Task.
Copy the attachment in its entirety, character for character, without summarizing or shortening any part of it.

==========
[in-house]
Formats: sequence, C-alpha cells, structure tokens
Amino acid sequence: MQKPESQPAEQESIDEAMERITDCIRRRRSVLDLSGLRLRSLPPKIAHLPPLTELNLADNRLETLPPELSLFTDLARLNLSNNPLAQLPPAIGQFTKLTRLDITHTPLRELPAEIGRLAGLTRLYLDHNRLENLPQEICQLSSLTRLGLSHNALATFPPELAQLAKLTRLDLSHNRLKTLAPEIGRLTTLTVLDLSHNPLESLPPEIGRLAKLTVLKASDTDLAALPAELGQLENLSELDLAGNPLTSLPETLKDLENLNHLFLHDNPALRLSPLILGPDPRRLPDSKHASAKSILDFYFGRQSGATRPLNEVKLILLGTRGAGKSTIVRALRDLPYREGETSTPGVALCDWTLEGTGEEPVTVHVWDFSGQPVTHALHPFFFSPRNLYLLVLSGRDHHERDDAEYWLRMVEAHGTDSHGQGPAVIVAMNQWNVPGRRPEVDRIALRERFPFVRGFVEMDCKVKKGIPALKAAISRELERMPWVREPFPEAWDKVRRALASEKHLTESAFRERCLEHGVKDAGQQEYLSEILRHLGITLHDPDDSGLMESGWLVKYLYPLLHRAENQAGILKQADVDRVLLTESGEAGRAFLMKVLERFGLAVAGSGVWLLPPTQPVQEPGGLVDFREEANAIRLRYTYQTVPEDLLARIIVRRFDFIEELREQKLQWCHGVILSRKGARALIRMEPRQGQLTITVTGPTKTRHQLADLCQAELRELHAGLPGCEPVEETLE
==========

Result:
[in-house]
Formats: sequence, C-alpha cells, structure tokens
Amino acid sequence: MQKPESQPAEQESIDEAMERITDCIRRRRSVLDLSGLRLRSLPPKIAHLPPLTELNLADNRLETLPPELSLFTDLARLNLSNNPLAQLPPAIGQFTKLTRLDITHTPLRELPAEIGRLAGLTRLYLDHNRLENLPQEICQLSSLTRLGLSHNALATFPPELAQLAKLTRLDLSHNRLKTLAPEIGRLTTLTVLDLSHNPLESLPPEIGRLAKLTVLKASDTDLAALPAELGQLENLSELDLAGNPLTSLPETLKDLENLNHLFLHDNPALRLSPLILGPDPRRLPDSKHASAKSILDFYFGRQSGATRPLNEVKLILLGTRGAGKSTIVRALRDLPYREGETSTPGVALCDWTLEGTGEEPVTVHVWDFSGQPVTHALHPFFFSPRNLYLLVLSGRDHHERDDAEYWLRMVEAHGTDSHGQGPAVIVAMNQWNVPGRRPEVDRIALRERFPFVRGFVEMDCKVKKGIPALKAAISRELERMPWVREPFPEAWDKVRRALASEKHLTESAFRERCLEHGVKDAGQQEYLSEILRHLGITLHDPDDSGLMESGWLVKYLYPLLHRAENQAGILKQADVDRVLLTESGEAGRAFLMKVLERFGLAVAGSGVWLLPPTQPVQEPGGLVDFREEANAIRLRYTYQTVPEDLLARIIVRRFDFIEELREQKLQWCHGVILSRKGARALIRMEPRQGQLTITVTGPTKTRHQLADLCQAELRELHAGLPGCEPVEETLE